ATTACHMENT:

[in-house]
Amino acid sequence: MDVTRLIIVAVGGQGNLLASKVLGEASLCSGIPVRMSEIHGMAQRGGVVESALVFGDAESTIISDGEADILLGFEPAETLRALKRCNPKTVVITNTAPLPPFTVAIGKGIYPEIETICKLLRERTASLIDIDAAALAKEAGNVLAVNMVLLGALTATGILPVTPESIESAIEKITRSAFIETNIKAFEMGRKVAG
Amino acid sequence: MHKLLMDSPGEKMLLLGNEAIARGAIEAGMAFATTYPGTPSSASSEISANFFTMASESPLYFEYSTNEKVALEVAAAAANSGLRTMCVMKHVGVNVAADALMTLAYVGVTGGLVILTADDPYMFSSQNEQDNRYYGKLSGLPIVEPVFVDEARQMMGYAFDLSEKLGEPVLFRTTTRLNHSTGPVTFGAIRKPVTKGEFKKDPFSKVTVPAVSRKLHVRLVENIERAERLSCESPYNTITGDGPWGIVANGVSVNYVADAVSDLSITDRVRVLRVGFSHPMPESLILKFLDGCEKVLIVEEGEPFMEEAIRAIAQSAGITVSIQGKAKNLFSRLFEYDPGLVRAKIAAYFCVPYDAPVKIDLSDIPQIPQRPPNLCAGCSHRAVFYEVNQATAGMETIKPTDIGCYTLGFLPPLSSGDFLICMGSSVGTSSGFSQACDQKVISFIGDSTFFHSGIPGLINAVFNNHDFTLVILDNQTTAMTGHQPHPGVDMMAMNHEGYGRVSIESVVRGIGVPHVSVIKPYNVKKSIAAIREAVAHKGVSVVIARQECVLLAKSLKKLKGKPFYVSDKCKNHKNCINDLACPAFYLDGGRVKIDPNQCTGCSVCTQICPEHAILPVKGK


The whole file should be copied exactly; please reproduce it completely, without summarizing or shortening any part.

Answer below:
[in-house]
Amino acid sequence: MDVTRLIIVAVGGQGNLLASKVLGEASLCSGIPVRMSEIHGMAQRGGVVESALVFGDAESTIISDGEADILLGFEPAETLRALKRCNPKTVVITNTAPLPPFTVAIGKGIYPEIETICKLLRERTASLIDIDAAALAKEAGNVLAVNMVLLGALTATGILPVTPESIESAIEKITRSAFIETNIKAFEMGRKVAG
Amino acid sequence: MHKLLMDSPGEKMLLLGNEAIARGAIEAGMAFATTYPGTPSSASSEISANFFTMASESPLYFEYSTNEKVALEVAAAAANSGLRTMCVMKHVGVNVAADALMTLAYVGVTGGLVILTADDPYMFSSQNEQDNRYYGKLSGLPIVEPVFVDEARQMMGYAFDLSEKLGEPVLFRTTTRLNHSTGPVTFGAIRKPVTKGEFKKDPFSKVTVPAVSRKLHVRLVENIERAERLSCESPYNTITGDGPWGIVANGVSVNYVADAVSDLSITDRVRVLRVGFSHPMPESLILKFLDGCEKVLIVEEGEPFMEEAIRAIAQSAGITVSIQGKAKNLFSRLFEYDPGLVRAKIAAYFCVPYDAPVKIDLSDIPQIPQRPPNLCAGCSHRAVFYEVNQATAGMETIKPTDIGCYTLGFLPPLSSGDFLICMGSSVGTSSGFSQACDQKVISFIGDSTFFHSGIPGLINAVFNNHDFTLVILDNQTTAMTGHQPHPGVDMMAMNHEGYGRVSIESVVRGIGVPHVSVIKPYNVKKSIAAIREAVAHKGVSVVIARQECVLLAKSLKKLKGKPFYVSDKCKNHKNCINDLACPAFYLDGGRVKIDPNQCTGCSVCTQICPEHAILPVKGK